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Nothing’s Changed, by Tatamkhulu Afrika, and Island Man, by Grace Nichols Essay

For this essay, I will be looking at the poem “Nothing’s Changed”, by Tatamkhulu Afrika, and the poem “Island Man”, by Grace Nichols. Each poem, instead of directly linking with the chosen title, deals with the connection of people to places where they used to live. For example “Island Man” shows the deep connection between this man and the island where he was born. And also in “Nothing’s Changed” it tells us of the poet returning to District Six, in South Africa, and his feelings towards the area.

To begin with, “Island Man” is about an unnamed man (even though I have found out that it was written for her husband- John Agard), who has travelled to London for work, but still yearns for the Caribbean. It seems that he has been dreaming of his island and for a few minutes on waking it is if he his back there. From the start of this poem, you can see that he still has a strong connection with his original home and culture from the title “Island Man”- at least in his dreams anyway. The actually start of the poem begins with the word “Morning”. It is a simple statement but by placing it on its own it draws attention to itself. The shortness of the first could also suggest that he’s jolted awake.

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In line 5 it says “the steady breaking and wombing”. One technique the poet employs to suggest that the Caribbean lives “in him” is to use words that blend with another. An example is when the poet refers to the waves. She makes up the word “wombing” (line 5) where we might expect her to use “booming”, which suggests that their rhythm and sound is like heartbeat a child hears in the womb. Perhaps the poet is using the word “wombing” to suggest the comfort and security that this man gets from his place of birth.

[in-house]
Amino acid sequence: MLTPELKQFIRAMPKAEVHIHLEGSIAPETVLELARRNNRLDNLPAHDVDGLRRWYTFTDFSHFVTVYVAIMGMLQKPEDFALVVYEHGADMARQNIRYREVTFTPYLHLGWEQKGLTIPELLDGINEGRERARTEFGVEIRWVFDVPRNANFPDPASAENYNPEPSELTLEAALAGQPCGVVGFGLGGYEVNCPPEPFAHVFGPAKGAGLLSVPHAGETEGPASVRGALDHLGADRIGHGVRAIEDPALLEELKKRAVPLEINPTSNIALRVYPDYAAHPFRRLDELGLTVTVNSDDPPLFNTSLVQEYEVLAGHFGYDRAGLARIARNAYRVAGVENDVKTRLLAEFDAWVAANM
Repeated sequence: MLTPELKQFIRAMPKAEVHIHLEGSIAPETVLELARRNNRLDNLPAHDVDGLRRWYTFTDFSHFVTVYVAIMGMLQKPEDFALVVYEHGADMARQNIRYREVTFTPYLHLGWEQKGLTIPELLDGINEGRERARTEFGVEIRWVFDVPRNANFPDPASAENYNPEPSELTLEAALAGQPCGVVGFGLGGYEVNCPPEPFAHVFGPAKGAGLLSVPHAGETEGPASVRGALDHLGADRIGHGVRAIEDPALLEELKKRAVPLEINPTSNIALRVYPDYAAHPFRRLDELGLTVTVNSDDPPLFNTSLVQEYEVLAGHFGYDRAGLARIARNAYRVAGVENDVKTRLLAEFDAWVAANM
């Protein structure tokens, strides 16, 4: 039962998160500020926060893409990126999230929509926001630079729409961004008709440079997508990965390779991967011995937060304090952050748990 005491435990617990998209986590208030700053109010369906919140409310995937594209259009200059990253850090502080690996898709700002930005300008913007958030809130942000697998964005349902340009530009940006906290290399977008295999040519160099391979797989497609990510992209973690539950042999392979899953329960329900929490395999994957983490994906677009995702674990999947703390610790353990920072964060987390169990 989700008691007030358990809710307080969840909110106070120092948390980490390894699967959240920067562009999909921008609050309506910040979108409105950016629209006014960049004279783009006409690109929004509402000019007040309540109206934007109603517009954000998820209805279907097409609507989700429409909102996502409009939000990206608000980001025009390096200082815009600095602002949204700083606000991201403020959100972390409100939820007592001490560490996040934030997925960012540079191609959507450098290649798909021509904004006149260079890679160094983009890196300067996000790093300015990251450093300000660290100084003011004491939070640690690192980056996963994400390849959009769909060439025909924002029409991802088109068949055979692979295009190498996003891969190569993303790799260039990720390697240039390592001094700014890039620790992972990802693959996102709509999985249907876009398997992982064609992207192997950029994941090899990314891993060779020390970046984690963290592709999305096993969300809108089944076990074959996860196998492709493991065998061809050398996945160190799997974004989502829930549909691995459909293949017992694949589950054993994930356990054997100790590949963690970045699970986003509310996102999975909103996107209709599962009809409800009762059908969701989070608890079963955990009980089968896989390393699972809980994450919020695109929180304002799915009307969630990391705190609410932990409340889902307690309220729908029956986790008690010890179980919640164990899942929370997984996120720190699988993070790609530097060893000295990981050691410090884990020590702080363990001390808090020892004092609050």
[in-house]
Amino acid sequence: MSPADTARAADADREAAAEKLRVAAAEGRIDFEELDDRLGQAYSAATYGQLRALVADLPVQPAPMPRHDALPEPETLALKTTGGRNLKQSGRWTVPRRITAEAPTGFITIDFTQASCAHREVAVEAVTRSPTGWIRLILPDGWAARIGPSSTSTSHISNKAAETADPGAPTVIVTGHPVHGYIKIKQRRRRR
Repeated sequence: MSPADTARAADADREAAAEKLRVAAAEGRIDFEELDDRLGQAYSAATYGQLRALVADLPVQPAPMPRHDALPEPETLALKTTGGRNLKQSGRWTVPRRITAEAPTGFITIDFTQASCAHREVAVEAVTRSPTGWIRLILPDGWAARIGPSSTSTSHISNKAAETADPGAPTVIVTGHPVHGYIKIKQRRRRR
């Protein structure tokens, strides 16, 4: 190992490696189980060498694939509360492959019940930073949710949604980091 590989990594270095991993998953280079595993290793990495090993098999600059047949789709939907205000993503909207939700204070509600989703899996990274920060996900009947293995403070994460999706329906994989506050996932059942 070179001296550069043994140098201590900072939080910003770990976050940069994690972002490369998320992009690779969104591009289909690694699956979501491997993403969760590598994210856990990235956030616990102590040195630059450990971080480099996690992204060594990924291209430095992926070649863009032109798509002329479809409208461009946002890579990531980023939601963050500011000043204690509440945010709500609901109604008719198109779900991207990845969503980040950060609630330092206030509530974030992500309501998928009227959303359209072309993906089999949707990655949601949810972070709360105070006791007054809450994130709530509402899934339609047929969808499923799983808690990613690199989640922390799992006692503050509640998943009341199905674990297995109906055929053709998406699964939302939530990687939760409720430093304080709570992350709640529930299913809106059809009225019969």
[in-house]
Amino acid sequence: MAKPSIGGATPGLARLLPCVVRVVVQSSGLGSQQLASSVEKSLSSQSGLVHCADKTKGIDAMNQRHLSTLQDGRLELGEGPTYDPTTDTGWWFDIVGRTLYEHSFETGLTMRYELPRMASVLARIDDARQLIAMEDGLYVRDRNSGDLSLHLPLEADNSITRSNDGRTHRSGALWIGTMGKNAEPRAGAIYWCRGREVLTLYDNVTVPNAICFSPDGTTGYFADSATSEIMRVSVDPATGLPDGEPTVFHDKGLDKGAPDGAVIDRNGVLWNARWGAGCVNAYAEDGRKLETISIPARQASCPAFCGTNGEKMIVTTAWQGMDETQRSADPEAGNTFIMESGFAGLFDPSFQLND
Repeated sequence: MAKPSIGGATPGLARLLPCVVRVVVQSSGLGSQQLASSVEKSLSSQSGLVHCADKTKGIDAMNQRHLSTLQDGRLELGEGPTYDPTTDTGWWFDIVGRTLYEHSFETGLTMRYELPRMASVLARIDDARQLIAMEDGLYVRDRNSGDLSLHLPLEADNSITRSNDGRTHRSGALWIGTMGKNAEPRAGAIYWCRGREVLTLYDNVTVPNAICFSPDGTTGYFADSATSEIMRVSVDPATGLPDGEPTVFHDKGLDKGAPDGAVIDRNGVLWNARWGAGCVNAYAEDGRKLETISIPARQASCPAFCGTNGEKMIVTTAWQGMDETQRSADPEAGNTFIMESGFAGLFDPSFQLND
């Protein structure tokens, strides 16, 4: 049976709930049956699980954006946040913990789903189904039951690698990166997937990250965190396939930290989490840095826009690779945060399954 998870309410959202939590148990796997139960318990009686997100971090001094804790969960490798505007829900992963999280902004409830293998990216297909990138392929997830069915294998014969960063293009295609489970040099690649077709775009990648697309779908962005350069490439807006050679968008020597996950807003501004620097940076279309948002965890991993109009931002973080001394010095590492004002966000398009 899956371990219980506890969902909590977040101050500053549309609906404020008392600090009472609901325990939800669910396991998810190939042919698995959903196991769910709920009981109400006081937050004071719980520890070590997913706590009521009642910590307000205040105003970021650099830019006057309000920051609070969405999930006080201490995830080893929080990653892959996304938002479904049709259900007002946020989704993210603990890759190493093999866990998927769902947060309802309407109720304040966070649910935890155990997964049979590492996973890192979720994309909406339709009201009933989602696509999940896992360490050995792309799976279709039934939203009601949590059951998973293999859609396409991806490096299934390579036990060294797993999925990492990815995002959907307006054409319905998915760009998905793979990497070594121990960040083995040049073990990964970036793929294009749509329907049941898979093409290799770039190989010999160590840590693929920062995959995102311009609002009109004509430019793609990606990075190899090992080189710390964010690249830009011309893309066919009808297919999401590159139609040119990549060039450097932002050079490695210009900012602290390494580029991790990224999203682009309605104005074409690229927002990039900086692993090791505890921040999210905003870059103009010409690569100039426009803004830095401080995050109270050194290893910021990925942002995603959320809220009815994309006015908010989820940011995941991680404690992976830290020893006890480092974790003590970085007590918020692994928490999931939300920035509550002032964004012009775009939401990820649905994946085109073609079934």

Another way which the poet shows the connection between the person and place is by description. Grace Nichols describes this man’s home as an “emerald island”. She presents it as idyllic- almost like a picture. For example, the sun rising on a scene of “blue surf”, rhythmic booming of waves etc. In contrast, London is presented as “dull” and full of the noise of traffic. By creating such a contrast the reader can sympathize with the person and be able to understand his connection to his island- he has given up a paradise for the monotonous and dreary life that comes with London.

However, unlike in “Nothing’s Changed” where the poet only shows his resentment to the area, “Island Man” uses transferred epithet e.g. … “surfacing defiantly”. This is an English idiom which shows that he is very much part of the English culture even if he doesn’t believe he is. Finally, Grace Nichols uses presentational techniques in her poem to further emphasise this man’s connection to his island. The use of no punctuation, apart from capital letters, firstly suggests enjambment and could suggest that this is not a one off event. This dream may have been going on for many years.

The poet shows that this man has a large connection with his place of birth but no real connection to where he lives. London is presented as a place that he is in, whilst the Caribbean is seen as his home- how could London ever compete with that.